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Fakultät für Biologie, Chemie und Geowissenschaften

Funktionelle und Tropische Pflanzenökologie - Prof. Dr. Bettina Engelbrecht

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Beendete Projekte


  • RAPID: The effect of an extreme El Nino event on tropical forest seedling regeneration

    Tropical forests are among the most diverse terrestrial ecosystems and they play a vital role in the global carbon and water cycle. How tropical forest species and communities will respond to global climate change remains a great source of uncertainty. Over much of the moist and wet tropics, anomalous yet periodic El Niño Southern Oscillation events are associated with reduced cloud cover, decreased rainfall, and severe drought. The seedling stage is a critical stage in the population dynamics and regeneration of trees, and is most sensitive to drought. We study the effects of one of the strongest El Niño events on record on tree seedling regeneration in tropical forests that span a pronounced rainfall gradient in central in Panama.

    at Smithsonian Tropical Research Institute



  • Anthropogenic disturbance and key organisms of the regeneration dynamics in semiarid Caatinga - Brazil's threatened dry forest landscape

    The goal of this German-Brazilian research cooperation is to understand how anthropogenic disturbance (including decreases of rainfall through Global Change) influence biological communities and ecological interactions. Toward this aim, we examine three key organism groups: plants, soil crusts, and leaf-cutting ants and their interactions along gradients of anthropogenic disturbance and rainfall in the Caatinga, one of the most threatened biomes of South America.


  • Variation of plant drought tolerance in grasslands: effects on community assembly and ecosystem resilience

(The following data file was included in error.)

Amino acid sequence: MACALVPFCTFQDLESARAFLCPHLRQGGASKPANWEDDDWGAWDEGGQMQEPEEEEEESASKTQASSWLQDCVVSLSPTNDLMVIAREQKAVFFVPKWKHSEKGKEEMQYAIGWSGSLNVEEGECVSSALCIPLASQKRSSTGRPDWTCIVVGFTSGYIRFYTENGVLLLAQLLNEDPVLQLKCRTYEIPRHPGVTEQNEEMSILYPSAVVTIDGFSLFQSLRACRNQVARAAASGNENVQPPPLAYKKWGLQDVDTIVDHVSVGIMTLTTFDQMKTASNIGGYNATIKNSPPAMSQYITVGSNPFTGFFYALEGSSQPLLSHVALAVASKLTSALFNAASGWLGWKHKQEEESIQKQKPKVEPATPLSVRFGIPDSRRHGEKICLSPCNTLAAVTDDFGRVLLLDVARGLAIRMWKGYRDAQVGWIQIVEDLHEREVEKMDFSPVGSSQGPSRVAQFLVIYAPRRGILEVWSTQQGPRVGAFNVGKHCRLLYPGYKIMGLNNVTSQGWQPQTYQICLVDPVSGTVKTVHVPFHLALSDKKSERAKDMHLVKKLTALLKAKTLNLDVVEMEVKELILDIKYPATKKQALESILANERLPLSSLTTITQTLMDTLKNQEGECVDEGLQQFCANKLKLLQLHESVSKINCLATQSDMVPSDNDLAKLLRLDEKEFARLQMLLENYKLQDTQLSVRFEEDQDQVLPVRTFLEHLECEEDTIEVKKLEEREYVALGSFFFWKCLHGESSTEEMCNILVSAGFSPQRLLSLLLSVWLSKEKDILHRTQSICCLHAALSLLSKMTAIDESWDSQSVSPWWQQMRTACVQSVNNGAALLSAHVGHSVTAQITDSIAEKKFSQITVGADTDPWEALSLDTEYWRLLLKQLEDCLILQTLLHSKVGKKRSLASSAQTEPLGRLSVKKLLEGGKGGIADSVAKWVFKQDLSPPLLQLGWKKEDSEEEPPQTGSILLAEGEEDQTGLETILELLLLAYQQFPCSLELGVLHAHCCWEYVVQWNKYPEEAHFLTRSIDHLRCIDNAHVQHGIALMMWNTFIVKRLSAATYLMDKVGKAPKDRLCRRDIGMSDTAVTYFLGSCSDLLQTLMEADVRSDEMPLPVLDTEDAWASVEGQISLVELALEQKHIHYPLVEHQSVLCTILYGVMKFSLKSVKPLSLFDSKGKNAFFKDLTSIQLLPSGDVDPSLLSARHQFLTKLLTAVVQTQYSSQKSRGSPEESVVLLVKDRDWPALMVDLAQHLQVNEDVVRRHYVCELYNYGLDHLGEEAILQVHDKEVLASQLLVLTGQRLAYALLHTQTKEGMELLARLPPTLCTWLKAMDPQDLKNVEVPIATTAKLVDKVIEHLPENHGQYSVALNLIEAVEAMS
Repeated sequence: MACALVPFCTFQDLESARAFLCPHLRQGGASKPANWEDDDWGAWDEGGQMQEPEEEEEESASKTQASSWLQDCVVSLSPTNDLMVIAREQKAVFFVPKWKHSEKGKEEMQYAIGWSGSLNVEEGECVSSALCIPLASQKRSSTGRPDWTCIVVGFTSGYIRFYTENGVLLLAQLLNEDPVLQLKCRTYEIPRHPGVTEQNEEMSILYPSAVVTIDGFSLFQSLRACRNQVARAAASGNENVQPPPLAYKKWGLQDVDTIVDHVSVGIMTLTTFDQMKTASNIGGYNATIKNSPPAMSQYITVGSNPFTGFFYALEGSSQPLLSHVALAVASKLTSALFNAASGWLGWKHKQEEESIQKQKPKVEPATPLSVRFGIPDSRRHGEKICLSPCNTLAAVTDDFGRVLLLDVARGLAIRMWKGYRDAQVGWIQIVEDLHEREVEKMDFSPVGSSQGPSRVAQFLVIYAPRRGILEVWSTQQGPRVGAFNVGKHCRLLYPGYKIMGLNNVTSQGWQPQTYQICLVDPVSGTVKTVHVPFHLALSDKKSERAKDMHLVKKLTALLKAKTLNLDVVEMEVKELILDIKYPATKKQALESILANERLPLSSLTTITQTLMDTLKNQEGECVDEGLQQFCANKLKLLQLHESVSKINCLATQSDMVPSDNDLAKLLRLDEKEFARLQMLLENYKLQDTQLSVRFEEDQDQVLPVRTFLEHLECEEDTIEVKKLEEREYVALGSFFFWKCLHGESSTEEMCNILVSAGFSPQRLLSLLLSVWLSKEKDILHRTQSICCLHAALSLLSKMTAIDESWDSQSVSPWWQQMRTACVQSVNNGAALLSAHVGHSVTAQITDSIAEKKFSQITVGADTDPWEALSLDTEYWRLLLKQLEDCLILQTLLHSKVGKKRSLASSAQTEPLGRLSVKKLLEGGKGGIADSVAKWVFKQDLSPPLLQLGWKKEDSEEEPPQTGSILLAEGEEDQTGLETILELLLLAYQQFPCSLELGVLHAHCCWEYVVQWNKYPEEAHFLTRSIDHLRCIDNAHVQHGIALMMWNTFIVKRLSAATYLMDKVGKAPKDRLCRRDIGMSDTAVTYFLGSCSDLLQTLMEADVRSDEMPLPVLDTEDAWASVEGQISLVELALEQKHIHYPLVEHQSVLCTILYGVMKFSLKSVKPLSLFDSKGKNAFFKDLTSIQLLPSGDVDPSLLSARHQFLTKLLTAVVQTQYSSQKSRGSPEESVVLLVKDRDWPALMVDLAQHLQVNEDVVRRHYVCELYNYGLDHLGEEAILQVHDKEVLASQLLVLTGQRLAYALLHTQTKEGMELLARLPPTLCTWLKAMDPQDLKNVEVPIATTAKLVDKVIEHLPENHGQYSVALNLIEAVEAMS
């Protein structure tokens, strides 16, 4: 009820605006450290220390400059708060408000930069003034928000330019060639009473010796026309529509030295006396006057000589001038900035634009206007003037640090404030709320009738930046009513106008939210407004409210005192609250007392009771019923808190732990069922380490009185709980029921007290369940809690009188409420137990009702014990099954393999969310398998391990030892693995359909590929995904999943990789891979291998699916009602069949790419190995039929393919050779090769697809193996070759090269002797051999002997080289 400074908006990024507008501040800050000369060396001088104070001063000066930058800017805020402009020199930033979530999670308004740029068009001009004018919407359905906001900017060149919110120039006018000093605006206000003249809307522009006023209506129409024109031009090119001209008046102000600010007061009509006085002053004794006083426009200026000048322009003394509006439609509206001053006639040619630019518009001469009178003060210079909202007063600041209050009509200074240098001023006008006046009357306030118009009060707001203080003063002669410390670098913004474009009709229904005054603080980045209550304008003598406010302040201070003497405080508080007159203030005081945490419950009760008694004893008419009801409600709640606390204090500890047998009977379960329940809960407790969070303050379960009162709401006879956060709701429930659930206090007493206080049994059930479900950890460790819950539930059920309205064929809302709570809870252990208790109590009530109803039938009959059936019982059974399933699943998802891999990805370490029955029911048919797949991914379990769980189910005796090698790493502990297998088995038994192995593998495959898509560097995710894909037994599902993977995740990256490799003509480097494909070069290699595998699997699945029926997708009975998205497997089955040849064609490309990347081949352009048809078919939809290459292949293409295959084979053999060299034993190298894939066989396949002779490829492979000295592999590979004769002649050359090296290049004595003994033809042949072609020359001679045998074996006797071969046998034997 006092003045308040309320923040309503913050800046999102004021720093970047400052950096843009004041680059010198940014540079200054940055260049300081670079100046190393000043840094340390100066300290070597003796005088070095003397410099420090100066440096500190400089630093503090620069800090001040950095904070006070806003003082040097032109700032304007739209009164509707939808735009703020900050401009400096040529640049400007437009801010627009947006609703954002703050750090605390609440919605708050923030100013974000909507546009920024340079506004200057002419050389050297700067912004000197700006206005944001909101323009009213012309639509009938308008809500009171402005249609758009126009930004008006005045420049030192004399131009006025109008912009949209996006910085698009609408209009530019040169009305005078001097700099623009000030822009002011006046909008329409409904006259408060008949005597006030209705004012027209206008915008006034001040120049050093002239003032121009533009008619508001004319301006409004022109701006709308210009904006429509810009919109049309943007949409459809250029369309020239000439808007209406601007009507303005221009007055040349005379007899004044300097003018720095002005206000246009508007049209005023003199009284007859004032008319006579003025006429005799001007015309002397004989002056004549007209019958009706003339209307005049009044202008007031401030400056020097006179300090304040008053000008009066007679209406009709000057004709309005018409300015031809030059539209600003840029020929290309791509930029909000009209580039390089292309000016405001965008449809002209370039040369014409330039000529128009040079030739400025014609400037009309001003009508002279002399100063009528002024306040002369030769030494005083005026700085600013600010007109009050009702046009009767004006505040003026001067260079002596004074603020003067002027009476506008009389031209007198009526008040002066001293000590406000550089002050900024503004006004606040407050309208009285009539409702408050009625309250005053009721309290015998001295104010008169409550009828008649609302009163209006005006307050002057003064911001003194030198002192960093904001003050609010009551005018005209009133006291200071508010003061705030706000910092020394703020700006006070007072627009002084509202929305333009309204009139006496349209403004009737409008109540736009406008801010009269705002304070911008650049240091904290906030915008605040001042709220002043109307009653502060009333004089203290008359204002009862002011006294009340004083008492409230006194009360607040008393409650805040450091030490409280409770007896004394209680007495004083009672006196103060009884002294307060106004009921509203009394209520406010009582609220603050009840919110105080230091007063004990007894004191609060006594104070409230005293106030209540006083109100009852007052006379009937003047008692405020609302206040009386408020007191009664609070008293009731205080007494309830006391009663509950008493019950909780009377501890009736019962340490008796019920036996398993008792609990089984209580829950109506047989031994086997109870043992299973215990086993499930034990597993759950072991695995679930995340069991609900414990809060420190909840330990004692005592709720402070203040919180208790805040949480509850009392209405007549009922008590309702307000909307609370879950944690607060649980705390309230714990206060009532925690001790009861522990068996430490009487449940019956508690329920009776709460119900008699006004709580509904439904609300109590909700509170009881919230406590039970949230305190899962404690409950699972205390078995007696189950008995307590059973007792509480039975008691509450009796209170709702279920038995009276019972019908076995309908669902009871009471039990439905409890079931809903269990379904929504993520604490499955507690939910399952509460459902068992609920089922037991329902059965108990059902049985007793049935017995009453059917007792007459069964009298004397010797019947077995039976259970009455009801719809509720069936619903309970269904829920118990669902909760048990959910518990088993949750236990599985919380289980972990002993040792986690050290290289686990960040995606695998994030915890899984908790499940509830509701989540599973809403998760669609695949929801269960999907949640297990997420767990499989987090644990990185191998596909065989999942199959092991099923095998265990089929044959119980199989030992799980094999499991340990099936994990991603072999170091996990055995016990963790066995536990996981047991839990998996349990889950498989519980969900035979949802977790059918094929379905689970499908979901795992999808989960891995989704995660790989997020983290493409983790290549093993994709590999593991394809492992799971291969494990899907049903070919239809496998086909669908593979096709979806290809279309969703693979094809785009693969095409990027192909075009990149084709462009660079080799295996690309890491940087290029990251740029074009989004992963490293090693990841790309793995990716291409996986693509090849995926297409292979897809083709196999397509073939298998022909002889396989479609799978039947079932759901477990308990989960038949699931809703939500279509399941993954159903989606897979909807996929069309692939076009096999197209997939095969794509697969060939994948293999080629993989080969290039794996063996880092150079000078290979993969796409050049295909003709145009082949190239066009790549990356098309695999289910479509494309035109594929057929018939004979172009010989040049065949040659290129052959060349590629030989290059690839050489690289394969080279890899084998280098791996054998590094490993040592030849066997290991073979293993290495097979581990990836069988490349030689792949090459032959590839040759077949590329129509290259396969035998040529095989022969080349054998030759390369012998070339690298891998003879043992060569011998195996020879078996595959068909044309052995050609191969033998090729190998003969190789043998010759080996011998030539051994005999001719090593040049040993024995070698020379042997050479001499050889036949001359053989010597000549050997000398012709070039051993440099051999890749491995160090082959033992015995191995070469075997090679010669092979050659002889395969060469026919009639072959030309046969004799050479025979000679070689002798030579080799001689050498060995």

Under conditions of climate change, water availability in temperate grasslands is projected to decrease, and extreme events – including droughts - to increase. A thorough understanding of species responses to drought, of the traits governing drought responses, and how they affect community assembly and ecosystem function is necessary for projections of consequences of climate change for the future. In this study, we comparatively assess whole-plant drought tolerance of 38 grassland species, and identify the key traits for differential drought responses, through directly linking physiological, anatomical and morphological traits that influence species water relations to the species’ drought tolerance.

    A project within the Biodiversity Exploratories, DFG Priority Programme 1374.



  • Differential drought sensitivity of tropical trees: a key for understanding the consequences of global change in the Brazilian Caatinga ecosystem

    The Caatinga Biome is a mosaic of seasonal tropical dry forests in the northeast of Brazil. It covers about 800,000 km2 and more than 23 million people live in the region. Caatingas have been heavily modified and at the same time, they experience extreme climatic conditions with very low rainfall, which is predicted to further decrease with climate change. Mechanisms that lead to the death of trees during drought remain poorly understood worldwide and are a research priority in view of widespread forest dieback.
    This project will provide the first insights into the differential susceptibility of tree species to drought in the Caatinga.

    Funded by BayLAT.


  • Quantifying tropical seedling responses to key resources
    Bettina Engelbrecht, Jim Dalling, Liza Comita, Ben Turner [Details]


  • Natural enemies, climate, and the maintenance of tropical tree diversity


  • Regional distribution patterns in tropical forest: direct and indirect consequences of drought periods
    Julian Gaviria, Delicia Pino Garay, Bettina Engelbrecht [Details]


  • How, why and where will tree species survive increasing pressure? Providing diagnosis and decision-making tools to attenuate the effect of global change on biodiversity in the Congo Basin forests

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